Bury chairman labels HMRC ‘trigger happy’

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Bury football club chairman Stewart Day has called HMRC ‘trigger happy’ after the revenue issued a winding-up petition against the club.

The tax authority launched the legal action against the club over an unpaid tax bill for December of £156,000.

Commenting on HMRC’s action, Day told Talksport that the bill was settled within seven days and expressed frustration that HMRC had chosen to take the “legal route” with the club.

He confirmed that the bill had now been paid in full and that the Shakers were seeking to annul the hearing.

Speaking about the unpaid bill, Day stated that there had been “an administration error that was paid in full about seven days late from when it needed to be done”.

He also blamed a postponed Boxing Day fixture against Barnsley for disrupting the club’s cash flow

The hearing has been set for February 15 at the Royal Courts of Justice in London, but club insiders are confident that now the debt has been settled it will not go to court.

"It’s frustrating now that we’ve got to go and pay extra legal bills to have things removed when we don’t owe them a single penny at this moment in time”, said Day.

“We continue to pay our bills, we continue to progress forward but they [HMRC] are trigger-happy with football clubs.”

Day also stated that other football clubs he has spoken with “all have similar sorts of issues” with the tax authority.

“I know HMRC are very strict on sporting organisations and have difficulty with things,” he said, “but HMRC wanted to try and take it down a legal route, which is a bit frustrating. It wasn’t a case of us not paying the bill, we don’t owe them a penny.”

Property entrepreneur Day was part of a consortium that took over Bury in 2013 when the club were on the brink of bankruptcy.

HMRC ‘moving to the front of the queue’

The Bury winding-up petition is the latest in a series of moves against football clubs, as the revenue seeks to get tough on professional sport.

Commenting on the recent Bolton Wanderers petition, football finance expert Rob Wilson told AccountingWEB that this is part of a strategy HMRC has been pursuing against professional sport for the past four or five years.

“HMRC has made a big play of saying ‘we’re not happy about the way professional sport is going about its business, so if they owe us money we’ve got a duty to the taxpayer to recover it’,” said Wilson.

 “There’s a spurious rule in professional football that all football-related creditors are paid first in administration cases.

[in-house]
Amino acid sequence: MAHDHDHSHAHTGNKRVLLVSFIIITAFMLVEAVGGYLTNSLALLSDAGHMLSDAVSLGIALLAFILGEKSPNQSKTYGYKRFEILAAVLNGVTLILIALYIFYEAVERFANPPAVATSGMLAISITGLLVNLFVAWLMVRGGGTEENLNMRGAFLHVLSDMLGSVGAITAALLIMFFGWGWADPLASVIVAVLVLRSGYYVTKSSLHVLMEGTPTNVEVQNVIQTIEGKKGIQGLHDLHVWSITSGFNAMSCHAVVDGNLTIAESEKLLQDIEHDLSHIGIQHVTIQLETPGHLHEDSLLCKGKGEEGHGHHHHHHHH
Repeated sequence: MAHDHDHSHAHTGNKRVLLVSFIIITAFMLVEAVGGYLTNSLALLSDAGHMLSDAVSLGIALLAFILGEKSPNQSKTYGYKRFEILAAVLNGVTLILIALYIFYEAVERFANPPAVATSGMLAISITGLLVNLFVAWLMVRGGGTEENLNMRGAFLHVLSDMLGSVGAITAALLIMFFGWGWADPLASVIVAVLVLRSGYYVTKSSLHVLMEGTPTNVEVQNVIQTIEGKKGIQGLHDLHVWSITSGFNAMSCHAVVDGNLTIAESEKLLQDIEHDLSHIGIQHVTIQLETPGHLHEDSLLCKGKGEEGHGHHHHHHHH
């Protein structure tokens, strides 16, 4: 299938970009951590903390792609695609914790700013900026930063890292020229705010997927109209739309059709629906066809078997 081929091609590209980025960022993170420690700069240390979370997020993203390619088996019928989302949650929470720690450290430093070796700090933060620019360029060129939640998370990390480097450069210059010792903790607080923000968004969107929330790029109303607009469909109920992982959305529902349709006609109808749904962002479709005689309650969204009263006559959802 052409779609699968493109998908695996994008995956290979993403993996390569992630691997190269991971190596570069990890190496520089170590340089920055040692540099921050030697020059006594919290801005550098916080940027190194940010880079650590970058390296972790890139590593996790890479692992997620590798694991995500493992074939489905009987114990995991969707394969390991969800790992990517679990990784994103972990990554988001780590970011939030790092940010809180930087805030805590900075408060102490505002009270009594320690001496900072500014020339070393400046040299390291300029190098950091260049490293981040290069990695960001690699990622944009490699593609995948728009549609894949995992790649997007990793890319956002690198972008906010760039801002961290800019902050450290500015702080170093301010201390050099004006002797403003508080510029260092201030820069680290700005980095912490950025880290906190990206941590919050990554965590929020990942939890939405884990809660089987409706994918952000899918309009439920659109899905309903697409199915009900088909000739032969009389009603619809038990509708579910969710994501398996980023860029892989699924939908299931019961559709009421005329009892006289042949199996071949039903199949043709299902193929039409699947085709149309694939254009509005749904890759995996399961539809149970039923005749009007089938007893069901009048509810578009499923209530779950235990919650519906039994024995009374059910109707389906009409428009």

“HMRC has got wind of that, is not happy about taking a small proportion of their money back, so they’ve been issuing these winding-up petitions for professional football clubs – it moves them ahead of the football-related creditors.”

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25th Jan 2016 18:00

It's easy folks

If you can't afford the PAYE and NI, then don't offer the salaries.

End of story.  Football has taken the mickey for years on this front.

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25th Jan 2016 23:30

About time
Totally agree, if HMRC are no longer lenient then I'm glad that they've finally got their act together. I don't believe for a second that HMRC issued a winding up petition without there being a long history of HMRC debt and previously missed payment promises. If a winding up petition was issued which resulted in full payment then that's a good result and the whole purpose of such proceedings. If there's now no debt then I would imagine that the petition will be withdrawn and no need for a hearing.
HMRC and general creditors always lose out because of the unfair football creditors rule, so I'm not surprised that they're going down the petition route.

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26th Jan 2016 07:16

Pay Up and Shut Up

Given the apparent lack of any sensible financial control exercised in many if not most football clubs these days, there can be no sympathy for the likes of Mr. Day here.

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26th Jan 2016 11:37

Inconsistent?

If this was just "an administration error" as stated then what has disrupted cash flow from a postponed game got to do with anything?

I agree with the other posts and hope HMRC continue with this policy for as long as the offenders continue to not pay in full on time. Just a shame that it took HMRC so long to "get wind" of what was going on and take action.

 

 

 

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